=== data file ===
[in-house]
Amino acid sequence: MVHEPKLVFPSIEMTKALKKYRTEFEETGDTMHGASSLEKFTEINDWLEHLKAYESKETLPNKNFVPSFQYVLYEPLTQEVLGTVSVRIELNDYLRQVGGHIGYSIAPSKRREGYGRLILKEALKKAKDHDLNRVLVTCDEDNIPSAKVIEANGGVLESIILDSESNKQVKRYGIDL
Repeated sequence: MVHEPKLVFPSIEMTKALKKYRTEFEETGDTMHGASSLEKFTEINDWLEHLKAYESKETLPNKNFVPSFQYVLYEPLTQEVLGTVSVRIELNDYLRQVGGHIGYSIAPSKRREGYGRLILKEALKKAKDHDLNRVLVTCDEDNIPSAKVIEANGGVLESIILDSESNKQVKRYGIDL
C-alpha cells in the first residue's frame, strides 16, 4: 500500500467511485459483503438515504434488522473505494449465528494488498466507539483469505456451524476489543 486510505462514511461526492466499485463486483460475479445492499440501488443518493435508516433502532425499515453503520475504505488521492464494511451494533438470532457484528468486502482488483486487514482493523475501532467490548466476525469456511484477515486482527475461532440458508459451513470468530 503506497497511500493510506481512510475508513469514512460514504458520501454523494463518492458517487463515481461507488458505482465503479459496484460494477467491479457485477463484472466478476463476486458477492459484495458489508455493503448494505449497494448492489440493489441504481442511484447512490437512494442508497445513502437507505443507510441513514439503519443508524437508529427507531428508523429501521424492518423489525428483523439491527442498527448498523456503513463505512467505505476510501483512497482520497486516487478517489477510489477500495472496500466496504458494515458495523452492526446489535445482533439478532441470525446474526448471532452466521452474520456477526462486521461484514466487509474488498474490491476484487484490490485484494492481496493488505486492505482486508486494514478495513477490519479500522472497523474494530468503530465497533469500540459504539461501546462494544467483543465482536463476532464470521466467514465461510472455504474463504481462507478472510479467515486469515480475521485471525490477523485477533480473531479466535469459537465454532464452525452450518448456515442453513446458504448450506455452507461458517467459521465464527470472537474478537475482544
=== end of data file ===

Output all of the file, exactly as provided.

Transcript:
[in-house]
Amino acid sequence: MVHEPKLVFPSIEMTKALKKYRTEFEETGDTMHGASSLEKFTEINDWLEHLKAYESKETLPNKNFVPSFQYVLYEPLTQEVLGTVSVRIELNDYLRQVGGHIGYSIAPSKRREGYGRLILKEALKKAKDHDLNRVLVTCDEDNIPSAKVIEANGGVLESIILDSESNKQVKRYGIDL
Repeated sequence: MVHEPKLVFPSIEMTKALKKYRTEFEETGDTMHGASSLEKFTEINDWLEHLKAYESKETLPNKNFVPSFQYVLYEPLTQEVLGTVSVRIELNDYLRQVGGHIGYSIAPSKRREGYGRLILKEALKKAKDHDLNRVLVTCDEDNIPSAKVIEANGGVLESIILDSESNKQVKRYGIDL
C-alpha cells in the first residue's frame, strides 16, 4: 500500500467511485459483503438515504434488522473505494449465528494488498466507539483469505456451524476489543 486510505462514511461526492466499485463486483460475479445492499440501488443518493435508516433502532425499515453503520475504505488521492464494511451494533438470532457484528468486502482488483486487514482493523475501532467490548466476525469456511484477515486482527475461532440458508459451513470468530 503506497497511500493510506481512510475508513469514512460514504458520501454523494463518492458517487463515481461507488458505482465503479459496484460494477467491479457485477463484472466478476463476486458477492459484495458489508455493503448494505449497494448492489440493489441504481442511484447512490437512494442508497445513502437507505443507510441513514439503519443508524437508529427507531428508523429501521424492518423489525428483523439491527442498527448498523456503513463505512467505505476510501483512497482520497486516487478517489477510489477500495472496500466496504458494515458495523452492526446489535445482533439478532441470525446474526448471532452466521452474520456477526462486521461484514466487509474488498474490491476484487484490490485484494492481496493488505486492505482486508486494514478495513477490519479500522472497523474494530468503530465497533469500540459504539461501546462494544467483543465482536463476532464470521466467514465461510472455504474463504481462507478472510479467515486469515480475521485471525490477523485477533480473531479466535469459537465454532464452525452450518448456515442453513446458504448450506455452507461458517467459521465464527470472537474478537475482544